South African Class Experimental 5 2-8-2
|CGR 9th Class 2-8-2 1906
South African Class Experimental 5 2-8-2
CGR 9th Class no. 840, c. 1906
|The 2nd & 3rd coupled axles had flangeless wheels|
In 1906, the Cape Government Railways placed a single experimental 9th Class steam locomotive with a 2-8-2 Mikado type wheel arrangement in service. In 1912, when this locomotive was assimilated into the South African Railways, it was renumbered and designated Class Experimental 5. The design was never repeated.
The Cape 9th Class Mikado type steam locomotive was designed by H.M. Beatty, the Locomotive Superintendent of the Cape Government Railways (CGR) from 1896 to 1910. It was a larger version of his 9th Class of 1903, which was also built with a bar frame and Stephenson’s Link valve gear and which also used saturated steam. The locomotive was delivered with a Type XF2 tender by Kitson and Company in 1906 and was numbered 840.
At the time, the locomotive was considered as a big advance in motive power. It was a large engine and on the CGR it was exceeded in size only by the experimental Kitson-Meyer 0-6-0+0-6-0 locomotive which had entered service in 1903.
With this locomotive, Beatty overcame his aversion to boiler centre lines which exceeded twice the Cape gauge width of 3 feet 6 inches (1,067 millimetres) above the railhead, by raising the boiler pitch to 7 feet 3 inches (2,210 millimetres). The locomotive was larger than its predecessor 9th Class of 1903 in all respects, with a longer boiler which had a bigger girth, larger diameter pistons with a longer stroke, larger diameter driving wheels, a larger firebox, and a tender with a larger fuel and water capacity. The design was, however, never repeated and the Cape 9th Class Mikado remained unique.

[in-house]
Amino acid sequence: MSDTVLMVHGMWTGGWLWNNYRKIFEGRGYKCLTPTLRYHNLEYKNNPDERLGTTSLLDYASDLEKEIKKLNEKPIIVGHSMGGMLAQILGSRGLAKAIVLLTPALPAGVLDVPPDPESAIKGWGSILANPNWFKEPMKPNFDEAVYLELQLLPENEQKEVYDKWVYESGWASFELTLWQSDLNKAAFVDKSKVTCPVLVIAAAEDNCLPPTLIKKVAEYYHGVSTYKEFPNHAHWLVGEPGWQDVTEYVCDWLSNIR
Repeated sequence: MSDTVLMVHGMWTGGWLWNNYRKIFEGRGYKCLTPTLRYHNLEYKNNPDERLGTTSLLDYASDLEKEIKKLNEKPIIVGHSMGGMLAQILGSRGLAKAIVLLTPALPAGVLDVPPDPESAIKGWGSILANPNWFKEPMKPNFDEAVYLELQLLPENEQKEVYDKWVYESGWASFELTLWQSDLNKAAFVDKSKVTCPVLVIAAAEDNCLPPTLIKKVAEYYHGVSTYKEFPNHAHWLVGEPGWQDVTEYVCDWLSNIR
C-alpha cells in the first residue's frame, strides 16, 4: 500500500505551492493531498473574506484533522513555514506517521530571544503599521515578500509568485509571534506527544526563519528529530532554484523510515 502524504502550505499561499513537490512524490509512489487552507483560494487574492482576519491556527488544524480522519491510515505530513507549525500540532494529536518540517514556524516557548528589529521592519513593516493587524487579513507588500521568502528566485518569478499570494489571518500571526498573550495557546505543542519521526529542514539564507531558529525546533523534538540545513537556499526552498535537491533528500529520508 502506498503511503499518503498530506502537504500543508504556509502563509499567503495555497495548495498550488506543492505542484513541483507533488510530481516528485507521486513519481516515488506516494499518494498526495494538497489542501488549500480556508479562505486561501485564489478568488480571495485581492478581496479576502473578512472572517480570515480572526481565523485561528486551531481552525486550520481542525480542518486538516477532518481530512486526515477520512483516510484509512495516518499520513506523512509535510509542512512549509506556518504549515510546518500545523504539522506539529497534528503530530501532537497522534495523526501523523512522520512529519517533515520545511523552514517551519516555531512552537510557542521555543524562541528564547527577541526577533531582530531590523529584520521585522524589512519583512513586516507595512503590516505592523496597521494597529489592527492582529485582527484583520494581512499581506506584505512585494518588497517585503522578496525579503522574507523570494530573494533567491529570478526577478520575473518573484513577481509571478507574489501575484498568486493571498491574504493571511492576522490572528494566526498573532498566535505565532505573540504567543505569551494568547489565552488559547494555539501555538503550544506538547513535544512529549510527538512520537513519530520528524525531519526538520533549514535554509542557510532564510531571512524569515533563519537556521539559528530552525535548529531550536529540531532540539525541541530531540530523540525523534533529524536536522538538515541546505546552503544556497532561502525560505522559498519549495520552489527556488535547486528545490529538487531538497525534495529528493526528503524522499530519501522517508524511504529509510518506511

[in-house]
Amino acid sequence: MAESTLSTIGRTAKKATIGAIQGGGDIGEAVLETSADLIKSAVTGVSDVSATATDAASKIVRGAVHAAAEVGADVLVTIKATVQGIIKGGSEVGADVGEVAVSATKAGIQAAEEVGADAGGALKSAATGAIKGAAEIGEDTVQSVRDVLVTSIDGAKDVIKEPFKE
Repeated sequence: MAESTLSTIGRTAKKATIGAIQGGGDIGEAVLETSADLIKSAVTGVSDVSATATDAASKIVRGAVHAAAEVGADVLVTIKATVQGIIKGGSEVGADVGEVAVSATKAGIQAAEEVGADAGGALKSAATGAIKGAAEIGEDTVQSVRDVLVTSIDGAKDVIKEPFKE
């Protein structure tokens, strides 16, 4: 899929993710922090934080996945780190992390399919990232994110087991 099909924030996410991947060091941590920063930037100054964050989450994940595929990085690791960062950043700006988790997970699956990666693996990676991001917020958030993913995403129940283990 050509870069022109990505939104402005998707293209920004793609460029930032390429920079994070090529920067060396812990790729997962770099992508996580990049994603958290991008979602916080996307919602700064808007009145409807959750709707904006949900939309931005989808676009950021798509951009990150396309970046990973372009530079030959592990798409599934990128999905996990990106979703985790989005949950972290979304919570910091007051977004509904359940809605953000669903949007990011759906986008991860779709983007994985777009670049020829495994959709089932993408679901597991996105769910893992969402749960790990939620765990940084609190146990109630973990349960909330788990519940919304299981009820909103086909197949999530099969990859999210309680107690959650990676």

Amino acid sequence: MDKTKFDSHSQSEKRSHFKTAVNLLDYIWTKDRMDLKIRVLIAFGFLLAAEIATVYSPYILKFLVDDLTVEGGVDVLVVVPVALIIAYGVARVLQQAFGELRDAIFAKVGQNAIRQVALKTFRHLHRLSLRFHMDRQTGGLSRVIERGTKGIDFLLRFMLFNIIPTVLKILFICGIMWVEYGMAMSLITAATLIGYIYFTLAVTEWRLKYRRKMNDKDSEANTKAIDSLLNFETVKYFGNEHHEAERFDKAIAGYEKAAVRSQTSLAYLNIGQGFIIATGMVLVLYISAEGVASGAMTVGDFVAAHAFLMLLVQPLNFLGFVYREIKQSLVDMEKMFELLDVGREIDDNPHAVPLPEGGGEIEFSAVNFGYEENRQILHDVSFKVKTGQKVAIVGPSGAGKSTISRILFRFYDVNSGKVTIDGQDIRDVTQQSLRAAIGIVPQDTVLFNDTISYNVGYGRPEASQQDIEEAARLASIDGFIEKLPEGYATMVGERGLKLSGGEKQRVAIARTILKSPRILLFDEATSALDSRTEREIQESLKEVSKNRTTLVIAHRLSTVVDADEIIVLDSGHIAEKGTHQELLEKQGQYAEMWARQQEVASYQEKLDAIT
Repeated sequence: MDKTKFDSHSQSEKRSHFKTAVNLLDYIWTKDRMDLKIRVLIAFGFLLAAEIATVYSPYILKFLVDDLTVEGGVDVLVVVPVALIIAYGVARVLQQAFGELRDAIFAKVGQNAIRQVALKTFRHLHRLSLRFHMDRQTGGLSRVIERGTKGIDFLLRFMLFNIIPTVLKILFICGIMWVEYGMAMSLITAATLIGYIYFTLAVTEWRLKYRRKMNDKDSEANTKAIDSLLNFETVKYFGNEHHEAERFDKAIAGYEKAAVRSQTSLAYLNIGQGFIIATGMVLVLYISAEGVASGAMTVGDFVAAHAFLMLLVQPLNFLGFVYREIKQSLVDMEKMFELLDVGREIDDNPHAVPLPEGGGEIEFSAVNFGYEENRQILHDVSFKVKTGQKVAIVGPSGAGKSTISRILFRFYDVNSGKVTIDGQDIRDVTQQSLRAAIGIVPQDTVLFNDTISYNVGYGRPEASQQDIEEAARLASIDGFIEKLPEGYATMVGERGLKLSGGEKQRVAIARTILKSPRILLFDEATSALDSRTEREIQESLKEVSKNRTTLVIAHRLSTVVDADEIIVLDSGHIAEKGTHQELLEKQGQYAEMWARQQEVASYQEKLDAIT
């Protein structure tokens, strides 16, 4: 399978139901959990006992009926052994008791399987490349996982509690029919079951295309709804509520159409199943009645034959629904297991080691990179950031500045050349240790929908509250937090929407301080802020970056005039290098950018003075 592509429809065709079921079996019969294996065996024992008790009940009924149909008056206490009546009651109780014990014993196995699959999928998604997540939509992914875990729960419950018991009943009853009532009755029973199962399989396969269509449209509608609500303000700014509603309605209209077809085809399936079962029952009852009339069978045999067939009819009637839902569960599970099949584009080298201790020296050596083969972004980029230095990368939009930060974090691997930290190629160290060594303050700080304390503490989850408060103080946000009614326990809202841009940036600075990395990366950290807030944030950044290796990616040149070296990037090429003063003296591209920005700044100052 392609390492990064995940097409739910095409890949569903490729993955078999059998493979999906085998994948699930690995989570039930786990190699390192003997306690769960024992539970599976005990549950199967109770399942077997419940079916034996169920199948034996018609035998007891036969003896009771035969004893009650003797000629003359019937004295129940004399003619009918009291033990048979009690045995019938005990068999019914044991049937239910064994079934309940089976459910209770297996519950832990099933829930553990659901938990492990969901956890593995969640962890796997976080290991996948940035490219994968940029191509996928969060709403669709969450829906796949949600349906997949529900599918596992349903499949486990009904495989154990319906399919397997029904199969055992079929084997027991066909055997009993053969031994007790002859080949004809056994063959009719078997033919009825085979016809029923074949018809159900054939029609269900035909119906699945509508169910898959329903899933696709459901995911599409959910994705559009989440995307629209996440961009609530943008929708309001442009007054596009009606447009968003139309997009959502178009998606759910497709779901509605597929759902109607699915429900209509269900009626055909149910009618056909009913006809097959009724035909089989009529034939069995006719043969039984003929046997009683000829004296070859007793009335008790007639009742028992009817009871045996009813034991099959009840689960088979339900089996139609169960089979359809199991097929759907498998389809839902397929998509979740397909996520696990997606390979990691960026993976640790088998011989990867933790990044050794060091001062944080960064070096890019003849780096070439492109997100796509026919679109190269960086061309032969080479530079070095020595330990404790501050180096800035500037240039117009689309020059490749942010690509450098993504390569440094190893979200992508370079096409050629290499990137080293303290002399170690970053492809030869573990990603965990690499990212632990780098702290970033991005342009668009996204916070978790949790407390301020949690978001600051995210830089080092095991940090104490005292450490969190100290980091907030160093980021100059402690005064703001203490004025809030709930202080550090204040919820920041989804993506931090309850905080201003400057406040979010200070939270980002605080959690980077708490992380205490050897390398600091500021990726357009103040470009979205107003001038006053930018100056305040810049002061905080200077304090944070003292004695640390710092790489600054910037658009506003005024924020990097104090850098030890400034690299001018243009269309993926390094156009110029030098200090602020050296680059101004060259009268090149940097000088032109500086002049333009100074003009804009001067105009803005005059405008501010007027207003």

Cape Government Railways
The locomotive was placed in service on the Western System, working on the mainline between Touws River and Prince Albert Road in the Karoo. When it was determined by the Civil Department of the CGR that the engine was too heavy for the rails and bridges on this section, it was transferred to the section between Beaufort West and De Aar where heavier rail was in use.
South African Railways
When the Union of South Africa was established on 31 May 1910, the three Colonial government railways (CGR, Natal Government Railways and Central South African Railways) were united under a single administration to control and administer the railways, ports and harbours of the Union. Although the South African Railways and Harbours came into existence in 1910, the actual classification and renumbering of all the rolling stock of the three constituent railways were only implemented with effect from 1 January 1912.
In 1912, the locomotive was designated Class Experimental 5 and renumbered to 948 on the South African Railways. It was later transferred to Braamfontein, where it remained until it was withdrawn from service and scrapped in 1929.
|Wikimedia Commons has media related to South African Class Experimental 5 2-8-2.|
- Holland, D.F. (1971). Steam Locomotives of the South African Railways. 1: 1859–1910 (1st ed.). Newton Abbott, Devon: David & Charles. p. 72. ISBN 978-0-7153-5382-0.
- Espitalier, T.J.; Day, W.A.J. (1944). The Locomotive in South Africa - A Brief History of Railway Development. Chapter II - The Cape Government Railways (Continued). South African Railways and Harbours Magazine, March 1944. pp. 169-173.
- Classification of S.A.R. Engines with Renumbering Lists, issued by the Chief Mechanical Engineer’s Office, Pretoria, January 1912, pp. 9, 12, 15, 37 (Reprinted in April 1987 by SATS Museum, R.3125-6/9/11-1000)
- Paxton, Leith; Bourne, David (1985). Locomotives of the South African Railways (1st ed.). Cape Town: Struik. p. 83. ISBN 0869772112.
- The South African Railways - Historical Survey. Editor George Hart, Publisher Bill Hart, Sponsored by Dorbyl Ltd., Published c. 1978, p. 25.
- Holland, D. F. (1972). Steam Locomotives of the South African Railways. 2: 1910-1955 (1st ed.). Newton Abbott, Devon: David & Charles. p. 140. ISBN 978-0-7153-5427-8.